Americans on U.S. Role in the World After the Iraq War

Americans on U.S. Role in the World After the Iraq War

April 29, 2003

While Strongly Endorsing the Iraq War, Public Rejects a New U.S. Role Marked By Unilateral and Military Approaches

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A new PIPA/Knowledge Networks poll finds that, while strongly
endorsing the war with Iraq, the public does not support its momentum carrying over into a changed U.S. role in the world. Majorities reject emphasizing a more unilateral or more militarily oriented approach to dealing with world problems in general, as well as dealing with the proliferation of weapons of mass destruction.

Seventy-five percent approve of U.S. policy on Iraq and Americans show more confidence than at the beginning of the war that the consequences of the war will be positive. Majorities said that, as a result of the war, Iran (68%) and Syria (62%) would be less rather than more inclined to make weapons or mass destruction, though for North Korea the response was divided.

“At the same time, the public’s enthusiasm for the Iraq war is highly compartmentalized,” explains Steven Kull, director of the Program on International Policy Attitudes. “There is no evidence of a spill-over into other areas.” Only one in five (21%) supports the idea of going to war with Syria and two out of three (67%) want the United States to pull its troops out of Saudi Arabia once Iraq is stabilized.

Asked what role the United States should play in the world, the response is the same as before the war: only a small minority (12%) opted for the United States being “the preeminent world leader,” while an overwhelming 76 percent said “the U.S. should do its share in efforts to solve international problems together with other countries.” Sixty-two percent still say, “The U.S. plays the role of world policeman more than it should.” Only 38 percent agree that “The U.S. has the right and even the responsibility to overthrow dictatorships.”

Support for working through the United Nations is still strong, despite the failure to get Security Council approval for the war against Iraq. Asked, “Looking back, do you think that it was the right thing to do or a mistake for the United States to have tried to get U.N. authorization to take military action against Iraq?” an overwhelming 88% said it was. Sixty-one percent said that in the future the United States should not feel more free to use military force without U.N. authorization. Majorities favor the UN rather than the U.S. taking the lead in dealing with Syria (61%), Iran (57%) and North Korea (67%).

The public divides on whether the United Nations or the United States should manage the development of the new Iraq government. However, clear majorities favor the U.N. directing humanitarian relief and economic reconstruction (57%) and continuing to manage the oil for food program (70%). Only 29 percent said the U.S. military should be responsible for relief and reconstruction efforts.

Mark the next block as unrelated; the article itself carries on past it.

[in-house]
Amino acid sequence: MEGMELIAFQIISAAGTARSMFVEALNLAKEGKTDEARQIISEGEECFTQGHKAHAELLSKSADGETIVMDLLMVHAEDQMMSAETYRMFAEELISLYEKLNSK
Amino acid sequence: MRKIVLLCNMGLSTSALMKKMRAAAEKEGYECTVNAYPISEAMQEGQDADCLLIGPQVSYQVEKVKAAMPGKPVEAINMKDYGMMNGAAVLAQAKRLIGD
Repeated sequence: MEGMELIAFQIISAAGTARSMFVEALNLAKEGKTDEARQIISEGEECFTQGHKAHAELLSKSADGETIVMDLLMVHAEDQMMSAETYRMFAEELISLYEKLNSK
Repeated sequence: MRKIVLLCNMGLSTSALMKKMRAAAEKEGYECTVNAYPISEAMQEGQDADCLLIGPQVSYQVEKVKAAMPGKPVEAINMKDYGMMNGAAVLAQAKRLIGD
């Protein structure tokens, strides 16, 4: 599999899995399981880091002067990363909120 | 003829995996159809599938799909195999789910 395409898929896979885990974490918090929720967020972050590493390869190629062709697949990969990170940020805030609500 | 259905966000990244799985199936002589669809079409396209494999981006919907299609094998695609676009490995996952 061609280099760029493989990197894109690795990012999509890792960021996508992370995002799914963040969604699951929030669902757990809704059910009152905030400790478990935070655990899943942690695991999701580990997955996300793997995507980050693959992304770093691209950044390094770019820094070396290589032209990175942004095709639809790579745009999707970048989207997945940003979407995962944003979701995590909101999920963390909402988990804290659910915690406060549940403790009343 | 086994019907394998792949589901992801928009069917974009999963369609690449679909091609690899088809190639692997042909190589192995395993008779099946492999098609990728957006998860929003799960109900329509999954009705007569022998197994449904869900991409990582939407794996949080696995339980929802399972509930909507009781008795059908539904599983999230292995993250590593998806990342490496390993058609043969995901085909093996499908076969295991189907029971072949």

Even when it comes to maintaining civil order in Iraq, 54 percent preferred “a U.N. police force of police officers from various countries” rather than the U.S. military.

Beyond this, 73 percent say that it is necessary to get the participation of a substantial number of other countries in the process of reconstruction, with 66 percent saying that it is necessary to get Arab countries involved.

Overall, the public is showing unflagging and overwhelming support for an ambitious reconstruction effort in Iraq. Eighty-six percent said that the United States has “the responsibility to remain in Iraq as long as necessary until there is a stable government,” with the median estimate that this will take two years. Even when presented the argument that “We shouldn’t spend money on rebuilding Iraq when we have so many problems here at home,” 73 percent rejected it in favor of the argument that leaving Iraq “would be unwise and immoral.” Expectations for what will be achieved are high: 72 percent said the United States should not leave until a government has been elected and there are laws that protect human rights.

Despite the president’s popularity, an overwhelming 77 percent rejected the idea that “Congress should give the president full control over the way money is spent on Iraq assistance and reconstruction,” opting instead for Congress retaining oversight.

The poll was conducted with a nationwide sample of 865 respondents over April 18-22. The margin of error was plus or minus 3.5%. The poll was fielded by Knowledge Networks using its nationwide panel, which is randomly selected from the entire adult population and subsequently provided Internet access. For more information about this methodology, go to

Funding for this research was provided by the Rockefeller Brothers Fund and the Ford Foundation.


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